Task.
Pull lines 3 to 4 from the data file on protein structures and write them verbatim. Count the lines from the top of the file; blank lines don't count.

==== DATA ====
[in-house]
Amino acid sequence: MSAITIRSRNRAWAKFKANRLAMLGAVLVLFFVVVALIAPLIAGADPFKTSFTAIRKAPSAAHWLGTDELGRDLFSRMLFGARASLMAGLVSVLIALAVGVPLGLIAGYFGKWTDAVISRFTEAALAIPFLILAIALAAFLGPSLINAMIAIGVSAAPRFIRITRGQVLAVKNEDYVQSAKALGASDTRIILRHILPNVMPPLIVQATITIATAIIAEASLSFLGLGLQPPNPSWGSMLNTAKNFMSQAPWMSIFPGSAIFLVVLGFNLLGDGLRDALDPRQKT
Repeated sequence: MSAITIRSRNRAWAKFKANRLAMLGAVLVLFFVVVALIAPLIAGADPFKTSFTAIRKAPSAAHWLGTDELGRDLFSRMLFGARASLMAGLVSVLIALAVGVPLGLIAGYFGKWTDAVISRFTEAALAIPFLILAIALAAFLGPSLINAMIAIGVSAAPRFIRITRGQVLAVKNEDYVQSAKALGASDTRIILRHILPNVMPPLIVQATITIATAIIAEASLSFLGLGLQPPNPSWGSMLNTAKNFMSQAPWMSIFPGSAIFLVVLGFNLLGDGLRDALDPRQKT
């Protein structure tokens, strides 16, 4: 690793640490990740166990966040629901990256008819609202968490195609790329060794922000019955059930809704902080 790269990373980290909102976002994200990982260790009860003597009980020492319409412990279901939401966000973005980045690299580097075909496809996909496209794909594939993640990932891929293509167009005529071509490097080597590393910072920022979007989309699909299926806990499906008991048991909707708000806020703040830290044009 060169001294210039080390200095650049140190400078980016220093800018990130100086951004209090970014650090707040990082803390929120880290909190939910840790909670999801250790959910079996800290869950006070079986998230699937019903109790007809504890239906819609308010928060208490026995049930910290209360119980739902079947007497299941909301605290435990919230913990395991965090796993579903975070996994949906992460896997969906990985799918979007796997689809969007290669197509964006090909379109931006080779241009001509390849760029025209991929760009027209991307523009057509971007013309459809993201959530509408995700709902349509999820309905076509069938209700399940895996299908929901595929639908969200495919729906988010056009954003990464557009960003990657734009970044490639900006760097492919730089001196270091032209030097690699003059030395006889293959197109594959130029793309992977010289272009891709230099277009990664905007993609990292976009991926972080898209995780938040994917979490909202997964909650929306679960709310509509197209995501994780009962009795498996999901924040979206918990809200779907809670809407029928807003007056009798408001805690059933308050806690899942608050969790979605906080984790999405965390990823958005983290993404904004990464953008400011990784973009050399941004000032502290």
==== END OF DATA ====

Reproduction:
Repeated sequence: MSAITIRSRNRAWAKFKANRLAMLGAVLVLFFVVVALIAPLIAGADPFKTSFTAIRKAPSAAHWLGTDELGRDLFSRMLFGARASLMAGLVSVLIALAVGVPLGLIAGYFGKWTDAVISRFTEAALAIPFLILAIALAAFLGPSLINAMIAIGVSAAPRFIRITRGQVLAVKNEDYVQSAKALGASDTRIILRHILPNVMPPLIVQATITIATAIIAEASLSFLGLGLQPPNPSWGSMLNTAKNFMSQAPWMSIFPGSAIFLVVLGFNLLGDGLRDALDPRQKT
């Protein structure tokens, strides 16, 4: 690793640490990740166990966040629901990256008819609202968490195609790329060794922000019955059930809704902080 790269990373980290909102976002994200990982260790009860003597009980020492319409412990279901939401966000973005980045690299580097075909496809996909496209794909594939993640990932891929293509167009005529071509490097080597590393910072920022979007989309699909299926806990499906008991048991909707708000806020703040830290044009 060169001294210039080390200095650049140190400078980016220093800018990130100086951004209090970014650090707040990082803390929120880290909190939910840790909670999801250790959910079996800290869950006070079986998230699937019903109790007809504890239906819609308010928060208490026995049930910290209360119980739902079947007497299941909301605290435990919230913990395991965090796993579903975070996994949906992460896997969906990985799918979007796997689809969007290669197509964006090909379109931006080779241009001509390849760029025209991929760009027209991307523009057509971007013309459809993201959530509408995700709902349509999820309905076509069938209700399940895996299908929901595929639908969200495919729906988010056009954003990464557009960003990657734009970044490639900006760097492919730089001196270091032209030097690699003059030395006889293959197109594959130029793309992977010289272009891709230099277009990664905007993609990292976009991926972080898209995780938040994917979490909202997964909650929306679960709310509509197209995501994780009962009795498996999901924040979206918990809200779907809670809407029928807003007056009798408001805690059933308050806690899942608050969790979605906080984790999405965390990823958005983290993404904004990464953008400011990784973009050399941004000032502290």